Want to See as Much as Possible When You Dive? Check Out our Top 10 Tips

No matter where in the world you are diving one of the main reasons that you are probably heading underwater is to check out the marine life.  The marine life that you see on a dive can often make the difference between an amazing experience and one that is so so.  If you want to get the most out of the experience there are a few things that you can do to ensure the marine life are happy with you sharing their environment.  Our top 10 tips are below:

Scuba Diving Fish

1. Relax and dive slowly – You want to appear non threatening to the marine life around you and by panicking and blowing lots of bubbles you may find that you scare most fish away.

2. You may think that the sea is a location for anyone to enjoy and it is to an extent but don’t let ignore the fact that is the natural home of almost all the marine life you will encounter.  Respect their home and try not to disturb their natural surroundings.  Don’t harm the coral and try not to kick up sand when you dive.  It’s a good idea to also stay at least 1metre away from all marine life to lower the risk of them being scared.

3. Following on from tip number 2, try and give the marine life a clear exit path.  If you corner them from all angles the fish will feel threatened and you will not be able to enjoy the experience as much as you may otherwise.

4. Don’t feed the fish – a lot of divers unfortunately do this and it is a bad idea for many reasons.  For more information about this check out our article on should scuba divers feed fish?

5. Don’t poke, stroke or touch the fish in any way.  Not only is this seen as threatening behavior but you could actually be damaging their health too.  Some fish will harm you if you try to touch them so it’s best to just watch them from afar.

6. Don’t be afraid to explore rocks and caverns a little bit more than you usually would.  Large rocks and hideaways are popular sanctuaries for amazing species such as manta rays.  You may also find starfish and crabs here.  Again try and practice your buoyancy so that you don’t kick up the sand and disturb them.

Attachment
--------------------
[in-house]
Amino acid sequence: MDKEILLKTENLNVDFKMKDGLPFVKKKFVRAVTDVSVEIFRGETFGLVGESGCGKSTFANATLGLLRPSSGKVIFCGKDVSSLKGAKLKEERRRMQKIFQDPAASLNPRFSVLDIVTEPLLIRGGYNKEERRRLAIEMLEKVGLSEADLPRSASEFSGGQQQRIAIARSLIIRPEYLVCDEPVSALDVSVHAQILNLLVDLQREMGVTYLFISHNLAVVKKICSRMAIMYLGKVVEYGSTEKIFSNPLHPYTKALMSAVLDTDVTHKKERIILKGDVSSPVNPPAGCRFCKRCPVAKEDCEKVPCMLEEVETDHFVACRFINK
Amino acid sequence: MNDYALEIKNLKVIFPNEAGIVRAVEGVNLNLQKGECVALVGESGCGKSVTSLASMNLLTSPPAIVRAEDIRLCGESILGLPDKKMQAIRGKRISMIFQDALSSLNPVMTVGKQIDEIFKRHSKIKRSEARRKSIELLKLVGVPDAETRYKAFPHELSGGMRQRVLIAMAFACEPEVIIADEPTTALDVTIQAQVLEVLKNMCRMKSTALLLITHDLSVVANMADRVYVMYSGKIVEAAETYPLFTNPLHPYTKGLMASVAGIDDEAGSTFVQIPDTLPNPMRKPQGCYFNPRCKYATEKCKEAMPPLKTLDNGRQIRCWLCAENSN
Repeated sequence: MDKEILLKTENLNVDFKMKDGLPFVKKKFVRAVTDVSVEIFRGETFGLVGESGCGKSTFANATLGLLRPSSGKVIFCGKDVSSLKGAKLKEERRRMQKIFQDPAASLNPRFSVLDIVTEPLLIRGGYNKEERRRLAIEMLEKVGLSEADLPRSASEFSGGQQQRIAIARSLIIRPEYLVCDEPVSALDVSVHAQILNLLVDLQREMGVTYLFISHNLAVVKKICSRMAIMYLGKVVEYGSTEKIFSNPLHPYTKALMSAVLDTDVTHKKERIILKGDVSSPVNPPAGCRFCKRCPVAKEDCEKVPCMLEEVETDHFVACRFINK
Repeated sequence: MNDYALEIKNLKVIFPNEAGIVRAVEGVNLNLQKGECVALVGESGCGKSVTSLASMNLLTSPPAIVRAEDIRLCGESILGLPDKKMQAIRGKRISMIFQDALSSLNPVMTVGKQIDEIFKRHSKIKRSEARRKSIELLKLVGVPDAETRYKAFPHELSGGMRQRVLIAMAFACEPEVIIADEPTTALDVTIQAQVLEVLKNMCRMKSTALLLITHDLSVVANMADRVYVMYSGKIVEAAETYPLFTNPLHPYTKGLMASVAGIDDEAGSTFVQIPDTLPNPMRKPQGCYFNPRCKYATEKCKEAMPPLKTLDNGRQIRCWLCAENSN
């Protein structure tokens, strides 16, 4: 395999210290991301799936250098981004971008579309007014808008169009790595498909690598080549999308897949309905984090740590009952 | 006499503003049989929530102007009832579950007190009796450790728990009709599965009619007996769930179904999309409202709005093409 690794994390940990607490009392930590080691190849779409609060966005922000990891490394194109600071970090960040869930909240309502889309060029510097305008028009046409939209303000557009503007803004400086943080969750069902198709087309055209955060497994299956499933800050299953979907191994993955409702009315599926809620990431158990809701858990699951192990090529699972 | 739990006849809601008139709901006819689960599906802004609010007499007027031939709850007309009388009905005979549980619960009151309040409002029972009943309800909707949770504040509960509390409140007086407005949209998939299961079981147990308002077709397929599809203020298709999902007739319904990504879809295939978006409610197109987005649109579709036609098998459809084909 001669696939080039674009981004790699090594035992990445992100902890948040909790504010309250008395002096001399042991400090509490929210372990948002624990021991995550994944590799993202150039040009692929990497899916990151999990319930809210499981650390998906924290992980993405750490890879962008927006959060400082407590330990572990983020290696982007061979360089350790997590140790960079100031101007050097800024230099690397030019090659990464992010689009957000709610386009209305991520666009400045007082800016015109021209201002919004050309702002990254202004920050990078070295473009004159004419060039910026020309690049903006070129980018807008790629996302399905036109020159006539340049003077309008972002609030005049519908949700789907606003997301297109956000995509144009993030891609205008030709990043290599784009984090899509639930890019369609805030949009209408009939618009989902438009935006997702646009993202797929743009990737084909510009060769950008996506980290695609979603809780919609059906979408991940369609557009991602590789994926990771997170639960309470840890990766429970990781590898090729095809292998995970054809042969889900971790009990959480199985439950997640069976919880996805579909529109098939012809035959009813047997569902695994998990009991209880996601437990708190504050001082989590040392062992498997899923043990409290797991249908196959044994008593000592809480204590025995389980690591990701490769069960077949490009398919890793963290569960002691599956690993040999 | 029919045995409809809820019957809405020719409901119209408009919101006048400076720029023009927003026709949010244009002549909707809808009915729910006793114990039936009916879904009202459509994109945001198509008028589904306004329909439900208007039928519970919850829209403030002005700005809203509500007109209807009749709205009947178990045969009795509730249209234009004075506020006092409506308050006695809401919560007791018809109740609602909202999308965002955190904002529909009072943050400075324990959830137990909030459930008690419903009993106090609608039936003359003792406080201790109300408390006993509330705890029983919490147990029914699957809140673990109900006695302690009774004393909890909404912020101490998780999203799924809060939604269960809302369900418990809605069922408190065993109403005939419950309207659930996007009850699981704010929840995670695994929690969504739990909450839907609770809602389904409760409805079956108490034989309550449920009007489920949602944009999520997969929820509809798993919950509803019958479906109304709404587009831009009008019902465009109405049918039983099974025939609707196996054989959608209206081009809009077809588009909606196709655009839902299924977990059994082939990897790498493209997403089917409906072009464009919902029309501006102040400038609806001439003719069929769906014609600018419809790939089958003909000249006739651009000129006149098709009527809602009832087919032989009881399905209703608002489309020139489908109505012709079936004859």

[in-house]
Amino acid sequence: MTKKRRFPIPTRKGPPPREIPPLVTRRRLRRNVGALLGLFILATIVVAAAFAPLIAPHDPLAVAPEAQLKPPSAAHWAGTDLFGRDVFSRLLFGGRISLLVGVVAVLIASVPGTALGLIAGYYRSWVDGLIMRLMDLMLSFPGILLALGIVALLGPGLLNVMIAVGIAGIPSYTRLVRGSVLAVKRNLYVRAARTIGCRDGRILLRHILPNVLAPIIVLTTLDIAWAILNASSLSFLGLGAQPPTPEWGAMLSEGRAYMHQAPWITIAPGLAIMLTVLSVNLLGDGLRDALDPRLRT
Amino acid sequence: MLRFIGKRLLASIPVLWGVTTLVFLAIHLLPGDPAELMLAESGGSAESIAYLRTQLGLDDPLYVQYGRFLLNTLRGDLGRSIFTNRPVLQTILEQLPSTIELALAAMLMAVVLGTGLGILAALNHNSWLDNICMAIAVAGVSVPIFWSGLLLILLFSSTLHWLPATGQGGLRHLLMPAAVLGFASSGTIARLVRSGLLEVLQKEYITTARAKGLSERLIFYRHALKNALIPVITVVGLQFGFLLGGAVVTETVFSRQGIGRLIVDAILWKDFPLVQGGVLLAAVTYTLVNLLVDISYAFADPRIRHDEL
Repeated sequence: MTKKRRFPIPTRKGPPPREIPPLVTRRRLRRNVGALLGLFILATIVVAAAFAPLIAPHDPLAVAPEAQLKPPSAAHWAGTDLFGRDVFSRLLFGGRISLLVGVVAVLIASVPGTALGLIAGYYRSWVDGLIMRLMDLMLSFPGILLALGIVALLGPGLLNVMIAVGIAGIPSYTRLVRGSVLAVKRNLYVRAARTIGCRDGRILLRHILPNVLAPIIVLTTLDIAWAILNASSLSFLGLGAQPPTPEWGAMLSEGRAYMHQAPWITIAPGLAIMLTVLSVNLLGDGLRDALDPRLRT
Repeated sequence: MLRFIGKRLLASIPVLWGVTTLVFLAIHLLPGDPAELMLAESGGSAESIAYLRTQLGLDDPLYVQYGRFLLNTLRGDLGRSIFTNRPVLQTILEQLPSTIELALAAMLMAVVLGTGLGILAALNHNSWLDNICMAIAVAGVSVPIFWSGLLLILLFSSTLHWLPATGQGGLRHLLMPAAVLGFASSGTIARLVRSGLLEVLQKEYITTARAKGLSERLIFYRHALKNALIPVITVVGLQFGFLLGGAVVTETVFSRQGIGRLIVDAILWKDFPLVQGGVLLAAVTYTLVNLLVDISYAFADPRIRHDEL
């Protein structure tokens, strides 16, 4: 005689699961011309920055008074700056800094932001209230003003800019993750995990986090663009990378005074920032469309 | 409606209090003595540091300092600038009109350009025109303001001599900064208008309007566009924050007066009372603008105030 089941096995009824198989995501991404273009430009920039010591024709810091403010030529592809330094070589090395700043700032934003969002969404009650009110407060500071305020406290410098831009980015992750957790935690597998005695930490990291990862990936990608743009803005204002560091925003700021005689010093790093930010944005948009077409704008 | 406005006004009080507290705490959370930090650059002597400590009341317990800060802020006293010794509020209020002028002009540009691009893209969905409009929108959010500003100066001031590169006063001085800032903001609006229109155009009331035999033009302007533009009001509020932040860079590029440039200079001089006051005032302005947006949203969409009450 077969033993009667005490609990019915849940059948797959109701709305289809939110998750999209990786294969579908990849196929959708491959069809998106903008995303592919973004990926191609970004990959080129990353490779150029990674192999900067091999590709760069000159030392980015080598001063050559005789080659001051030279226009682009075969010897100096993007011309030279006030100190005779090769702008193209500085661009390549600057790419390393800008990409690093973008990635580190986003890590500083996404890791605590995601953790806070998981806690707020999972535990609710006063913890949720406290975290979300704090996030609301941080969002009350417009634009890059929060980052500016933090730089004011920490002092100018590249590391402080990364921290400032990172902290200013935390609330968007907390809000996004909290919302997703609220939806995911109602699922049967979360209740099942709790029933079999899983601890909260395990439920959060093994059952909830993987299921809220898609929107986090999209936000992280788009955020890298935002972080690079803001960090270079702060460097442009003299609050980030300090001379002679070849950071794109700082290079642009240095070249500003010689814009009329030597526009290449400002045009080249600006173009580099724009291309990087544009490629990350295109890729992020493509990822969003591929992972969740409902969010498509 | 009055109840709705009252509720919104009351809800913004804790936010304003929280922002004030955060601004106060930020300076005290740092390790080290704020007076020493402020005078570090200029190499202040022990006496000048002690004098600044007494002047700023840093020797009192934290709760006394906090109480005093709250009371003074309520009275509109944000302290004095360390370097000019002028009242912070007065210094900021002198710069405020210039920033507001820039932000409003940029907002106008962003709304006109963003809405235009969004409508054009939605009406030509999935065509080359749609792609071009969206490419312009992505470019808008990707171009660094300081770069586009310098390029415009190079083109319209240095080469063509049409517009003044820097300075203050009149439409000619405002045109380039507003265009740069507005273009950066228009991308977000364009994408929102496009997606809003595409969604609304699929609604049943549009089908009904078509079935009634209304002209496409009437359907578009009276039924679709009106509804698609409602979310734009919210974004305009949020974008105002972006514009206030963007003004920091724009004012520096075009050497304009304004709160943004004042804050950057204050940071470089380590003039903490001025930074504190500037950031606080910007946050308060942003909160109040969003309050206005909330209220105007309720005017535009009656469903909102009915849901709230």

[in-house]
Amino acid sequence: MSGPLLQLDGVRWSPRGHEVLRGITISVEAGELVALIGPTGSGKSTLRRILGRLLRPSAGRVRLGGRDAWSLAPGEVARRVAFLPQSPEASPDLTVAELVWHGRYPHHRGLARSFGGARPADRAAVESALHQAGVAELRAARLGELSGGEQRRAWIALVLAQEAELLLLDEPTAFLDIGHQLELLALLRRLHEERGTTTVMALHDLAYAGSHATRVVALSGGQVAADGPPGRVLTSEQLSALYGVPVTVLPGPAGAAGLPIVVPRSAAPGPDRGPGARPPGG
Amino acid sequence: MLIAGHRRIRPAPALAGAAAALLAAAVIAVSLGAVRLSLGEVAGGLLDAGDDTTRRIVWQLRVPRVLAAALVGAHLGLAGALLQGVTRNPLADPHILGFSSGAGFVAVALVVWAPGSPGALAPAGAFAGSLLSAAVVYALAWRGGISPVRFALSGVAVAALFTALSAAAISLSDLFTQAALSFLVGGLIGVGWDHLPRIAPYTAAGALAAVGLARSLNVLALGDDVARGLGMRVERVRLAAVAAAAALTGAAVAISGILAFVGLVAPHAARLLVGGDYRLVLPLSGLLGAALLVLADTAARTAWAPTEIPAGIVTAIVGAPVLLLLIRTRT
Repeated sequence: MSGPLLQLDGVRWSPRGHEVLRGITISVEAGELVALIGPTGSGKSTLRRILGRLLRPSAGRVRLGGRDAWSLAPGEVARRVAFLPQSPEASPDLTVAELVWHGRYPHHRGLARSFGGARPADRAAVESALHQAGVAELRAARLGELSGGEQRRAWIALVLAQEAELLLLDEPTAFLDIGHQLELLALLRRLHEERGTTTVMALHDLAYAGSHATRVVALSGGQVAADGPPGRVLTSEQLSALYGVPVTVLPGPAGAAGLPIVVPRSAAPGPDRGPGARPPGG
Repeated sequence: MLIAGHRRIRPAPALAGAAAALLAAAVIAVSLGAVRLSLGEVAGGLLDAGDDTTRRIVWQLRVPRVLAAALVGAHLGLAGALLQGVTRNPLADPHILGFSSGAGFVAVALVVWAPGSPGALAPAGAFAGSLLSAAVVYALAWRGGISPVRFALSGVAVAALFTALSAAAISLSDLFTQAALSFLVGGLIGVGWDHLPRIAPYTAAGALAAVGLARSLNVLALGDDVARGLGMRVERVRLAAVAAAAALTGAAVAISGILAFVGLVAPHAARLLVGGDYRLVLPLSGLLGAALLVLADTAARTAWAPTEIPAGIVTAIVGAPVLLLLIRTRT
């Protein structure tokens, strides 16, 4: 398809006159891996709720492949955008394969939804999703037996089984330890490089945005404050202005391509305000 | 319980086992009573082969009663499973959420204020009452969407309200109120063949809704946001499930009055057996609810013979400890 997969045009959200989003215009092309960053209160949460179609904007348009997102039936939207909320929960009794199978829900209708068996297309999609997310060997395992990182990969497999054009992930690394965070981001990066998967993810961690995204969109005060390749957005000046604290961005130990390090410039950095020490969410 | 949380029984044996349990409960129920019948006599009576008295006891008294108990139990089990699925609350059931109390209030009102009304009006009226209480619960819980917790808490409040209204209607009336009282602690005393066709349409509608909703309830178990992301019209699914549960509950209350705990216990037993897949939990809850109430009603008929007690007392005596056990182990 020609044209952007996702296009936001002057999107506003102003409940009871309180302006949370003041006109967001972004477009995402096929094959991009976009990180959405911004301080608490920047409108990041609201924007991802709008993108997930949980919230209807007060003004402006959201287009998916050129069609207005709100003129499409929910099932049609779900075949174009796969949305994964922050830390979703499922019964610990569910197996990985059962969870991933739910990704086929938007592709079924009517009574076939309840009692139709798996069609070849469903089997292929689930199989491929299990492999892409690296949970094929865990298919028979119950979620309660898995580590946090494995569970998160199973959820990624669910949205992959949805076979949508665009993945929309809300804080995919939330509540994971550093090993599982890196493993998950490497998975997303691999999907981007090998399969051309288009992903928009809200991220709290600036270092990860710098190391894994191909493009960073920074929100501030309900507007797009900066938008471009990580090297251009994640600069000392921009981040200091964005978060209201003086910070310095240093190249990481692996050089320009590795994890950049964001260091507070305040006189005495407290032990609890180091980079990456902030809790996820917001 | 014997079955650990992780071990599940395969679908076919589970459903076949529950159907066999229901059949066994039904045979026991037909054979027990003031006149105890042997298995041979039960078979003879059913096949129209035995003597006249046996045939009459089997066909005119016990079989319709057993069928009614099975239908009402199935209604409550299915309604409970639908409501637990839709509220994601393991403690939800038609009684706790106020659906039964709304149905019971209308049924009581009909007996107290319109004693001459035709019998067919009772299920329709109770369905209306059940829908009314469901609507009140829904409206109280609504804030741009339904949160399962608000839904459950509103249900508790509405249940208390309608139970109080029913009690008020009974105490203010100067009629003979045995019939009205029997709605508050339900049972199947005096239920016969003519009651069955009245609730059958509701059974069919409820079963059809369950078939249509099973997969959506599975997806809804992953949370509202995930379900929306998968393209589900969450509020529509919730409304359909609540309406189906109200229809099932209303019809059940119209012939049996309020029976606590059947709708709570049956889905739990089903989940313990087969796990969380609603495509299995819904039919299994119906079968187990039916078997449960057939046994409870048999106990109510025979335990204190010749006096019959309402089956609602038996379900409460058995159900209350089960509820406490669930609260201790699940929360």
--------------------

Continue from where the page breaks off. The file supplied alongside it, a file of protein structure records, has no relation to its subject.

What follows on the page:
7. Four eyes are better than two so speak to your buddy before you dive and let them know what marine life you are specifically looking out for.  By agreeing on the specific things that you are interested in you can cater your dive accordingly.

8. Make sure you are comfortable with your equipment – if you are uncomfortable with it you are going to spend the whole dive worrying about it and you will use your air supply a lot faster than normal.  This will leave you with less time to explore the dive sites and even when you do have air you will struggle to focus on anything other than your equipment.

9. Pay attention to the seascape – sometimes frightened fish will disappear as soon as they hear divers coming and will take another peek after you have gone.  By paying attention to everything around you you may just get a glance of some elusive fish which can really make your dive.

10. Understand more about the fish in your dive site before you dive – stone fish and nudibranches etc. may not be easily visible on first site but this doesn’t mean they are not there.  By understanding more about the dive site you will know what to look out for and where which will increase your chances of spotting rare fish.

Most of all however just try and have fun.  The more nervous you are the less you will see so take your time and enjoy.

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About Laura

Laura Ginn is the owner of Extreme Sports X. When she is not scuba diving, she is trying to make a living as a freelance writer. You can find her company's webpage at www.inkelves.co.uk.
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